It’s fair to say that Brady Corp. doesn’t initially leap off the screen as a pulsequickening investment idea. Founded in
1914, the Milwaukee-based firm sells a wide variety of labels, signs, printing systems and safety devices used in workplaces worldwide. Think employee IDs, identification labels for wiring in airplanes, warning signs in manufacturing plants.
Its website touts the appearance of Brady signs in the movie Jurassic Park, which premiered in 1993.
Brady’s common shareholders have no voting rights – those are held by two descendants of founder W.H. Brady – and the stock is barely followed by Wall Street.
That’s not particularly surprising given the share-price trajectory: over the past ten years, a period in which the S&P 500 is up
77%, Brady shares have actually declined, from just over $30 to today’s $27.
So why is Eric Heyman, co-portfolio manager of the Olstein Strategic Opportunities Fund, high on Brady’s prospects?
There’s no exciting new product or boldstroke strategic initiative, just a muchneeded corporate reset underway that he expects to pay off handsomely for investors. “Sometimes the quiet turnaround is all you need,” he says.
Brady starting in the mid-2000s went on a buying binge, making 24 acquisitions from 2006 through 2013. The purchases typically made sense in solidifying a market position or expanding in a new geography, but the financial payoffs were slow in coming because integrating the new operations took a back seat to making the next deal. While overall operating margins started to decline, the company at the end of 2012 made its first blatantly bad deal, paying $300 million for Precision Dynamics Corp., a maker of ID products for the healthcare sector. In its fiscal year ending last July, Brady took nearly $150 million in impairment charges related to PDC.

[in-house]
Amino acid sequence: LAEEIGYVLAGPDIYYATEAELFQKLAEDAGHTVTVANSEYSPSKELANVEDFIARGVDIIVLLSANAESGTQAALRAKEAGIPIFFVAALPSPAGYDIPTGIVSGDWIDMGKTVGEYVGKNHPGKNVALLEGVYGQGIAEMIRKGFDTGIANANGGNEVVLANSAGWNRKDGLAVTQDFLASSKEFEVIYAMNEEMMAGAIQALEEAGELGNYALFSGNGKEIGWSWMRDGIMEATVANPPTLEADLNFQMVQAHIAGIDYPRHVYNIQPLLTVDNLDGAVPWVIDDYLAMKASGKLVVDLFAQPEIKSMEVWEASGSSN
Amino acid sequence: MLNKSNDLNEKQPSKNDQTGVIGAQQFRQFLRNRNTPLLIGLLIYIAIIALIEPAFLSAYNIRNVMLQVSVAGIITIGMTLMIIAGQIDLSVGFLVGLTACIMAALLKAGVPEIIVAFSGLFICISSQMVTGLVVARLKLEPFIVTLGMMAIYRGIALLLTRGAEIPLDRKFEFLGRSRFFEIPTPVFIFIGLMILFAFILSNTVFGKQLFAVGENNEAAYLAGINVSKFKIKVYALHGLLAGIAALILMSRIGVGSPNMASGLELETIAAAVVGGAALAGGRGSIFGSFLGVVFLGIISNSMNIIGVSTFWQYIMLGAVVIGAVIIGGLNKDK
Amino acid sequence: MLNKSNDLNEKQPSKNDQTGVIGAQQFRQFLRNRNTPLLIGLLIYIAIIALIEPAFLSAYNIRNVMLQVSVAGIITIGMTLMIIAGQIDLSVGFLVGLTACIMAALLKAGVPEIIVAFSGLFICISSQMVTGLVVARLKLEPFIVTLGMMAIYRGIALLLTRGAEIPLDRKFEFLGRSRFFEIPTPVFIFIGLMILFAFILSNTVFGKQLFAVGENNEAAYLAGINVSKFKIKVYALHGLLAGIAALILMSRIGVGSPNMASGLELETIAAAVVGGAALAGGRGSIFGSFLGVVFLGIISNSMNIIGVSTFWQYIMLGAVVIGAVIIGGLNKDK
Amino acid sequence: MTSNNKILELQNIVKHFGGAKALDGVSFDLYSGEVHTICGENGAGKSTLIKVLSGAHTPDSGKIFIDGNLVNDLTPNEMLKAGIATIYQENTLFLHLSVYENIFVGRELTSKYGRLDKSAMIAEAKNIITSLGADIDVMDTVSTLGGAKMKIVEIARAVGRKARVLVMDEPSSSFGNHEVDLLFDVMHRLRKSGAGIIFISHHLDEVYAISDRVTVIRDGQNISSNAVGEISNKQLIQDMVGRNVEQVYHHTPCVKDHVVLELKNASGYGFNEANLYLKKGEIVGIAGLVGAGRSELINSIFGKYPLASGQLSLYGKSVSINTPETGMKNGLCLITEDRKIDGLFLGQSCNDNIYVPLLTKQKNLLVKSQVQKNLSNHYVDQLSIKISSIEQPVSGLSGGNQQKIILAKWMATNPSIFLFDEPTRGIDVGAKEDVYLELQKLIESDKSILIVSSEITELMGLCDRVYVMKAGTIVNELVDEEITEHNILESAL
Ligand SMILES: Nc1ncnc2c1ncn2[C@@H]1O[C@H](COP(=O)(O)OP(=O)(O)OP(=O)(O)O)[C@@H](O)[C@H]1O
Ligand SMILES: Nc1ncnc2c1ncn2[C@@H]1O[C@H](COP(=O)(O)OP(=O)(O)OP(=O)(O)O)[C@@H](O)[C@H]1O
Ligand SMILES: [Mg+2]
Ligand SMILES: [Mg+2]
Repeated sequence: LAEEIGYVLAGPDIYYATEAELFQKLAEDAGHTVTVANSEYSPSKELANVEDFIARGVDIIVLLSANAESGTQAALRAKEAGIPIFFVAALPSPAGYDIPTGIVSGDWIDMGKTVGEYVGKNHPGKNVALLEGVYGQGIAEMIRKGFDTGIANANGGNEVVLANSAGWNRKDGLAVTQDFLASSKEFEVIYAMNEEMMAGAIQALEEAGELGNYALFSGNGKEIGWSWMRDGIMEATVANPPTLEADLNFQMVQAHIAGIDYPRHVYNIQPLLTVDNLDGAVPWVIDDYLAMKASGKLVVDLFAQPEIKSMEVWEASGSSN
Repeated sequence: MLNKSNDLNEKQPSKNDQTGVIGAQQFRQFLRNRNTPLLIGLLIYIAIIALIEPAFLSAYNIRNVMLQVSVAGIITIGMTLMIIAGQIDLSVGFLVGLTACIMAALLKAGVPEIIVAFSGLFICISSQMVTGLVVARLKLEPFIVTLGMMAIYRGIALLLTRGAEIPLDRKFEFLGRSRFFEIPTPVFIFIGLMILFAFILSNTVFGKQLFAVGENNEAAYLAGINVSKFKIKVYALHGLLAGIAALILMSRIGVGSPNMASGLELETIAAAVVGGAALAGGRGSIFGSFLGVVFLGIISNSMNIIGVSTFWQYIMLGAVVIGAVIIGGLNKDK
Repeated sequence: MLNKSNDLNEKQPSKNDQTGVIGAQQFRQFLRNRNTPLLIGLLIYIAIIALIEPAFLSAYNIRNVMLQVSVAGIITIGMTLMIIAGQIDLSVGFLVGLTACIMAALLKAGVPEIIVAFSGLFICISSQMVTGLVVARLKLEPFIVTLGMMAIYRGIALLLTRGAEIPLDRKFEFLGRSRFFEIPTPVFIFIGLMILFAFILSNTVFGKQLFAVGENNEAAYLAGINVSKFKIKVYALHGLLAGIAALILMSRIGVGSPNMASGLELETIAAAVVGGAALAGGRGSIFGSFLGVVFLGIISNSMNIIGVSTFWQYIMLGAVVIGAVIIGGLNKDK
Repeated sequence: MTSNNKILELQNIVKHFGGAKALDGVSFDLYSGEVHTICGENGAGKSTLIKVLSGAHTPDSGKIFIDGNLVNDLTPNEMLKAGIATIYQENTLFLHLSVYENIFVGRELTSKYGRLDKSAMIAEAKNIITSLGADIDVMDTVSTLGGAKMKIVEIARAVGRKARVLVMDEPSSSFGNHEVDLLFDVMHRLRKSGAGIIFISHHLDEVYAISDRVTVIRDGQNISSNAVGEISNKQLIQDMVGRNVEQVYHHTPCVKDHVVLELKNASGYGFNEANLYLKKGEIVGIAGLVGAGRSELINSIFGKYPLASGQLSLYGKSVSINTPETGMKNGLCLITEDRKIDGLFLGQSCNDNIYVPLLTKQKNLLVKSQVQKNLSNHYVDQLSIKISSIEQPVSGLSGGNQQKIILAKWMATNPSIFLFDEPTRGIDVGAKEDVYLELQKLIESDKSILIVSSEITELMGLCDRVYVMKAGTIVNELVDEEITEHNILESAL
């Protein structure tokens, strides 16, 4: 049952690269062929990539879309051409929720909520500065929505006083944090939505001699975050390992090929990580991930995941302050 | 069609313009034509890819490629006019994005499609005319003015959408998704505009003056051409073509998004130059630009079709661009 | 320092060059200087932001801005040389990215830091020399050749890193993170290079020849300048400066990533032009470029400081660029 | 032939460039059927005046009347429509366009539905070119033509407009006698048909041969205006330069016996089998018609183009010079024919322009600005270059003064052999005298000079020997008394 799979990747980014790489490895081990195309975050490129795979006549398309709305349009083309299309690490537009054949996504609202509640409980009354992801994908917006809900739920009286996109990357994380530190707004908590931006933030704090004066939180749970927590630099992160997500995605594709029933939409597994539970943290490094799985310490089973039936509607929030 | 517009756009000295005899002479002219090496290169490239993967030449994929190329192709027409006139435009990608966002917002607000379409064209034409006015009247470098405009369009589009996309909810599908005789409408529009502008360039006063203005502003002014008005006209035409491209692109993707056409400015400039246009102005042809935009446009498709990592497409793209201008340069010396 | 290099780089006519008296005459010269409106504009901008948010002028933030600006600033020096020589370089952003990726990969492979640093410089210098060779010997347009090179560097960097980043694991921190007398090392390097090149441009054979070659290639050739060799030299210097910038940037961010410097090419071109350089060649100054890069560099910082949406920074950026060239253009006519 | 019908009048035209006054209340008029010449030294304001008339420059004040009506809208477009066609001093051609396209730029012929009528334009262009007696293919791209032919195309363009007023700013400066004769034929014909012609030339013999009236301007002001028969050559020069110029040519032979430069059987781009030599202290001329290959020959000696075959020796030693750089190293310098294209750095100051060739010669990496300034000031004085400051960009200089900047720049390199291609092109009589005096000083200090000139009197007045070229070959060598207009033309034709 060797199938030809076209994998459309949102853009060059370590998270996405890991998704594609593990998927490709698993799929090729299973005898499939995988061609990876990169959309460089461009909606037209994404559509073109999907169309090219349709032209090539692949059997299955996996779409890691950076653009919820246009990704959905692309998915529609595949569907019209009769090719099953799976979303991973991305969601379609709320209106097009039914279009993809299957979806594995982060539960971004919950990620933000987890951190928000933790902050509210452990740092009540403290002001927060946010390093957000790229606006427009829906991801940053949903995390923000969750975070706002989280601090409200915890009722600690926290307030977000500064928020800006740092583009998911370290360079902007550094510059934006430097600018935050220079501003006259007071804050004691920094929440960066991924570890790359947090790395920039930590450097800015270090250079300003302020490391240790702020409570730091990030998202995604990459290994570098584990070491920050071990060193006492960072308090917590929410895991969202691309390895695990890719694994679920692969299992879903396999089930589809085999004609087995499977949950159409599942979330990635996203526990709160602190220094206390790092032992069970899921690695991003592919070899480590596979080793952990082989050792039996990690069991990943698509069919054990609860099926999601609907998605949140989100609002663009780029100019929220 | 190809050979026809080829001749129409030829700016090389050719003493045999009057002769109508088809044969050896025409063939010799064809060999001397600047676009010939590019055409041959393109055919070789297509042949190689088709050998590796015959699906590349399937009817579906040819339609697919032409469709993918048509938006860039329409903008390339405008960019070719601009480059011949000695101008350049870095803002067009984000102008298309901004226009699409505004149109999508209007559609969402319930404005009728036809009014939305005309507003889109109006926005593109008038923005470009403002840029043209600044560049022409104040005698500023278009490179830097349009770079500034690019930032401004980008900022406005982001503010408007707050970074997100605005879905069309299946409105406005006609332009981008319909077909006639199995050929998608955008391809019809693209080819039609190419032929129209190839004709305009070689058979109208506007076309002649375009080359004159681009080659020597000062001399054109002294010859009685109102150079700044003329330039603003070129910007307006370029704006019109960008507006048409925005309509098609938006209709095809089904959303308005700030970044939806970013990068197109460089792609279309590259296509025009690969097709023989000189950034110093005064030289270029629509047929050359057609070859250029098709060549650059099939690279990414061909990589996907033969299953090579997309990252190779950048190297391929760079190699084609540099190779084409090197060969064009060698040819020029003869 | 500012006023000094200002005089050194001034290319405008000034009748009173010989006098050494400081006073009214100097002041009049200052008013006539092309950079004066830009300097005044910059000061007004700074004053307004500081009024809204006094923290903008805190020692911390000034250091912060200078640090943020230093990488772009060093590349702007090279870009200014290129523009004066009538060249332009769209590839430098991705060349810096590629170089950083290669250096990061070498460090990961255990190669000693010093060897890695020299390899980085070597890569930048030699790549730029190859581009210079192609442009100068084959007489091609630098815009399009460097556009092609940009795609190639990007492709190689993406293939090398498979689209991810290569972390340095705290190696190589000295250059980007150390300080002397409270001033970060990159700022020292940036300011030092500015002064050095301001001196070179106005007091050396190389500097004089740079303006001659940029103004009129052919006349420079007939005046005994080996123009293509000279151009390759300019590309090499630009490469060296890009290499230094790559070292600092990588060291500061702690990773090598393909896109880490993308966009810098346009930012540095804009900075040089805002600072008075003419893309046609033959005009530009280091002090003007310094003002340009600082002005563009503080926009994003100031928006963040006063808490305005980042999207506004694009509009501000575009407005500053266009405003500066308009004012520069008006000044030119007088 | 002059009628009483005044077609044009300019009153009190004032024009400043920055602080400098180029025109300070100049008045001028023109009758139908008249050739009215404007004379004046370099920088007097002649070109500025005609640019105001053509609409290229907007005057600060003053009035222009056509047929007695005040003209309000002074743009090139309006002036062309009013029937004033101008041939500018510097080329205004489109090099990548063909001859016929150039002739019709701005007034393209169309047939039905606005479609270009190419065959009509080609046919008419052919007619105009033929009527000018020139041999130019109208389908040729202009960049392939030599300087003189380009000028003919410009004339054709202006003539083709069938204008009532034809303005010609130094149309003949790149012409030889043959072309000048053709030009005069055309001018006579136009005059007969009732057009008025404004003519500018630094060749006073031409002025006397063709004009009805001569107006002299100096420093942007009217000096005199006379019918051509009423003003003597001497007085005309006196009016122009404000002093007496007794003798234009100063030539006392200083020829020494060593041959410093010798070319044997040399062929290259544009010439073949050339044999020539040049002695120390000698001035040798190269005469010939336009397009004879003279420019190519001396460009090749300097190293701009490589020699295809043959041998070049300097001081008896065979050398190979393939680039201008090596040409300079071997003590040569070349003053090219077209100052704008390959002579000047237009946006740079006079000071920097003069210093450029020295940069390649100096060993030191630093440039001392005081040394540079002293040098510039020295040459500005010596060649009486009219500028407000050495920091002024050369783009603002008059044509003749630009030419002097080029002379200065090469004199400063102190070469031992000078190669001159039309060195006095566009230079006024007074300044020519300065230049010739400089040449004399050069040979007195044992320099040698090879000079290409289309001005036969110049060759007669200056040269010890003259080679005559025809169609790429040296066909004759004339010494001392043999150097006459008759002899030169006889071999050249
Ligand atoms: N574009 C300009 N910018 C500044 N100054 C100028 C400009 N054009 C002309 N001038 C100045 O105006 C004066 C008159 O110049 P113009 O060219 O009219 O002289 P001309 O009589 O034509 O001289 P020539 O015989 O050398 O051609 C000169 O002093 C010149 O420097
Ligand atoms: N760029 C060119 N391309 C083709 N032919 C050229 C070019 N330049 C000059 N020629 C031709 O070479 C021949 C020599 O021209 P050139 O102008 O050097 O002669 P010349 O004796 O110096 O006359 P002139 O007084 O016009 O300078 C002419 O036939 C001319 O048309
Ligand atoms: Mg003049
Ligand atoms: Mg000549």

I N V E S T M E N T S N A P S H O T
: Provider of identification and safety products used in the industrial, construction, education and medical-services sectors.
20.98 – 30.86
Market Cap $1.39 billion
Operating Profit Margin
Net Profit Margin
BRC PRICE HISTORY
The accumulating bad news led to the naming of Molex Inc.-alum Michael Nauman as CEO last August, and his message has been straight from the back-to-basics playbook: consolidate manufacturing fa-
BRC Russell 2000
P/E (TTM) n/a 70.5
Largest Institutional Owners
(as of 4/15/15):
THE BOTTOM LINE
After years focused more on completing acquisitions than actually making them work, the company’s current back-to-basics approach is both necessary and welcome, says Eric
Heyman. He pegs the shares’ current fair value at $37, without assuming the significant benefit he expects over time as operating margins return to pre-acquisition-binge levels.
Sources: Company reports, other publicly available information
U N C O V E R I N G V A L U E :
cilities, better manage working capital, reduce overhead costs, prioritize research and development spending, increase customer service and solidify the balance sheet. The firm’s dedicated deal team –
“in my experience, not a good idea,” says
Heyman – has been retired.
Not surprisingly, the market has been slow to assume the best when it comes to
Brady. Heyman pegs the stock’s fair value today at $37, 18.5x his $2 per share estimate of normalized free cash flow, which adds back excess depreciation relative to actual capital-spending needs. The real upside, however, will come if CEO Nauman is successful in increasing operating margins from less than 10% today to the
13-14% level achieved prior to the acquisition binge. “That’s not a stretch goal at all,” says Heyman, “making it a nice free option to have on the upside.”
From the April 30, 2015 issue of Value Investor Insight, reprinted with permission of Value Investor Media, Inc. (www.valueinvestorinsight.com).
The investment return and principal value of an investment will fluctuate so that shares, when redeemed, may be worth more or less than their original cost. References to securities are not buy or sell recommendations, but are intended to be descriptive examples of the Fund’s investment philosophy. Do not make investments based on the securities referenced. As of 12/31/15, the Olstein Strategic
Opportunities Fund maintained a position in the following securities referenced above, and is subject to change: Brady Corp. (2.9%).
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